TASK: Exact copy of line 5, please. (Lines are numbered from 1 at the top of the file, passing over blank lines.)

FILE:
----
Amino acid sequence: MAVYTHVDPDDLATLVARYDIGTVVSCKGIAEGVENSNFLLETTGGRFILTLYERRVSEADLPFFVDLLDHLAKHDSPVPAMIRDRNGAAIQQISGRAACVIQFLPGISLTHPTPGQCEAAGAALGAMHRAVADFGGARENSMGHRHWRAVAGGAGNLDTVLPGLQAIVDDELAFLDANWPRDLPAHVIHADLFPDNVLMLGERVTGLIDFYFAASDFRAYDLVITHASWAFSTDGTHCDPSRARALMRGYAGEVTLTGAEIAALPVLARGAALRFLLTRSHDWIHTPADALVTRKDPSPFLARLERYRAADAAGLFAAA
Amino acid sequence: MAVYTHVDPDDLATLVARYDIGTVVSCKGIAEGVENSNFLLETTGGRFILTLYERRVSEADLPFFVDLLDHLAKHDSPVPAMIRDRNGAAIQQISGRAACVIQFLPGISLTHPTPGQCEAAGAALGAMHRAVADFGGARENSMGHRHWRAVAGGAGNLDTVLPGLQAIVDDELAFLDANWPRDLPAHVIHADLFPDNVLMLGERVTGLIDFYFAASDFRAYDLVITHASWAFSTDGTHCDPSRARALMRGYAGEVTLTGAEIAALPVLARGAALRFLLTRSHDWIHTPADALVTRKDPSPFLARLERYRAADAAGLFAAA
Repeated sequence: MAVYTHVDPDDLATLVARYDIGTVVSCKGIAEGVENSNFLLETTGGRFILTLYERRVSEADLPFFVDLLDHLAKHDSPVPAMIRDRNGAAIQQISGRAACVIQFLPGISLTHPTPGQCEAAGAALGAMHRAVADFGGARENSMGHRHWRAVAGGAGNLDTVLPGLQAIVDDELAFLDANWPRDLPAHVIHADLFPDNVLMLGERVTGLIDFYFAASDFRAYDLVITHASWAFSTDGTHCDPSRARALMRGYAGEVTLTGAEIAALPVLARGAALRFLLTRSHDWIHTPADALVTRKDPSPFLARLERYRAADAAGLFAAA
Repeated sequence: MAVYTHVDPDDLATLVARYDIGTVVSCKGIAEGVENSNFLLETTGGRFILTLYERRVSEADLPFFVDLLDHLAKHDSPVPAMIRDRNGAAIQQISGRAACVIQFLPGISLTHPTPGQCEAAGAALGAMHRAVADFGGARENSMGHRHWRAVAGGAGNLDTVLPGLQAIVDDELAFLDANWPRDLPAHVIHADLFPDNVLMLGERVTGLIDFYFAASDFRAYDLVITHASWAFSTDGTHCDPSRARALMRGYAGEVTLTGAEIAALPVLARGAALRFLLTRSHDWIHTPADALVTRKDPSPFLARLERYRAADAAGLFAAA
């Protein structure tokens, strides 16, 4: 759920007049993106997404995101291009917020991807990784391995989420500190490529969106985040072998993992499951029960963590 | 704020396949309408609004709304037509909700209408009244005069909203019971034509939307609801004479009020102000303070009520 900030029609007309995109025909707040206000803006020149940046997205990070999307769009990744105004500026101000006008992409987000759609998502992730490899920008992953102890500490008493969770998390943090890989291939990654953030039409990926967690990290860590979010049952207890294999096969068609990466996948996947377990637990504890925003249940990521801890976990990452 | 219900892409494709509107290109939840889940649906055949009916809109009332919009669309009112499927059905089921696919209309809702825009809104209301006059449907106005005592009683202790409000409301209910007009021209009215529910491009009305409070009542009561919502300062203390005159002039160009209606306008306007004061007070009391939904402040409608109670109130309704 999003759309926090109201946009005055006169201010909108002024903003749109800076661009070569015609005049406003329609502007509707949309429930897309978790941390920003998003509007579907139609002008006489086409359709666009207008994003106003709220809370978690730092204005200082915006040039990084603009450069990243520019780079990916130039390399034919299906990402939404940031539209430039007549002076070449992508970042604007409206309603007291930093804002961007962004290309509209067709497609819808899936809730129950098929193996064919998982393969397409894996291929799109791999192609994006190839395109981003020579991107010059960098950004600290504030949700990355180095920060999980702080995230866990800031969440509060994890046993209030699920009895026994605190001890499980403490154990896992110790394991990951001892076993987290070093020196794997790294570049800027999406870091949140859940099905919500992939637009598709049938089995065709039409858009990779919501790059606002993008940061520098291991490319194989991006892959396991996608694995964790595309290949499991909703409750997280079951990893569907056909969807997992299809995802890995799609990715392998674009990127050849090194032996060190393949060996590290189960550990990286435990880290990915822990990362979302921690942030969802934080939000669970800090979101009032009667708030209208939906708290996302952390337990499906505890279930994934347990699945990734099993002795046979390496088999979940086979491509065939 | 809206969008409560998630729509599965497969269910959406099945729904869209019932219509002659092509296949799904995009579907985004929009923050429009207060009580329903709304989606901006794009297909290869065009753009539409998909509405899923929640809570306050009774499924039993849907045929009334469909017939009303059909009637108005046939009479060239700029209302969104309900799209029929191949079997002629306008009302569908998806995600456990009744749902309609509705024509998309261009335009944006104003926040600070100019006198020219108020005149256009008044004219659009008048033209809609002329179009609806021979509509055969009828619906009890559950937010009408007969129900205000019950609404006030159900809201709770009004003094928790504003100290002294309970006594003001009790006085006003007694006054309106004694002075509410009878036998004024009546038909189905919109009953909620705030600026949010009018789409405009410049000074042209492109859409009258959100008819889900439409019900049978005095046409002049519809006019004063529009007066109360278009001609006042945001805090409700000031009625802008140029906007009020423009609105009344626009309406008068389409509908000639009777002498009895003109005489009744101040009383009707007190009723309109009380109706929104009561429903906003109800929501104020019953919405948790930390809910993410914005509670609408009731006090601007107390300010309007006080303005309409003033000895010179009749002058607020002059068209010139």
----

């Protein structure tokens, strides 16, 4: 759920007049993106997404995101291009917020991807990784391995989420500190490529969106985040072998993992499951029960963590 | 704020396949309408609004709304037509909700209408009244005069909203019971034509939307609801004479009020102000303070009520 900030029609007309995109025909707040206000803006020149940046997205990070999307769009990744105004500026101000006008992409987000759609998502992730490899920008992953102890500490008493969770998390943090890989291939990654953030039409990926967690990290860590979010049952207890294999096969068609990466996948996947377990637990504890925003249940990521801890976990990452 | 219900892409494709509107290109939840889940649906055949009916809109009332919009669309009112499927059905089921696919209309809702825009809104209301006059449907106005005592009683202790409000409301209910007009021209009215529910491009009305409070009542009561919502300062203390005159002039160009209606306008306007004061007070009391939904402040409608109670109130309704 999003759309926090109201946009005055006169201010909108002024903003749109800076661009070569015609005049406003329609502007509707949309429930897309978790941390920003998003509007579907139609002008006489086409359709666009207008994003106003709220809370978690730092204005200082915006040039990084603009450069990243520019780079990916130039390399034919299906990402939404940031539209430039007549002076070449992508970042604007409206309603007291930093804002961007962004290309509209067709497609819808899936809730129950098929193996064919998982393969397409894996291929799109791999192609994006190839395109981003020579991107010059960098950004600290504030949700990355180095920060999980702080995230866990800031969440509060994890046993209030699920009895026994605190001890499980403490154990896992110790394991990951001892076993987290070093020196794997790294570049800027999406870091949140859940099905919500992939637009598709049938089995065709039409858009990779919501790059606002993008940061520098291991490319194989991006892959396991996608694995964790595309290949499991909703409750997280079951990893569907056909969807997992299809995802890995799609990715392998674009990127050849090194032996060190393949060996590290189960550990990286435990880290990915822990990362979302921690942030969802934080939000669970800090979101009032009667708030209208939906708290996302952390337990499906505890279930994934347990699945990734099993002795046979390496088999979940086979491509065939 | 809206969008409560998630729509599965497969269910959406099945729904869209019932219509002659092509296949799904995009579907985004929009923050429009207060009580329903709304989606901006794009297909290869065009753009539409998909509405899923929640809570306050009774499924039993849907045929009334469909017939009303059909009637108005046939009479060239700029209302969104309900799209029929191949079997002629306008009302569908998806995600456990009744749902309609509705024509998309261009335009944006104003926040600070100019006198020219108020005149256009008044004219659009008048033209809609002329179009609806021979509509055969009828619906009890559950937010009408007969129900205000019950609404006030159900809201709770009004003094928790504003100290002294309970006594003001009790006085006003007694006054309106004694002075509410009878036998004024009546038909189905919109009953909620705030600026949010009018789409405009410049000074042209492109859409009258959100008819889900439409019900049978005095046409002049519809006019004063529009007066109360278009001609006042945001805090409700000031009625802008140029906007009020423009609105009344626009309406008068389409509908000639009777002498009895003109005489009744101040009383009707007190009723309109009380109706929104009561429903906003109800929501104020019953919405948790930390809910993410914005509670609408009731006090601007107390300010309007006080303005309409003033000895010179009749002058607020002059068209010139």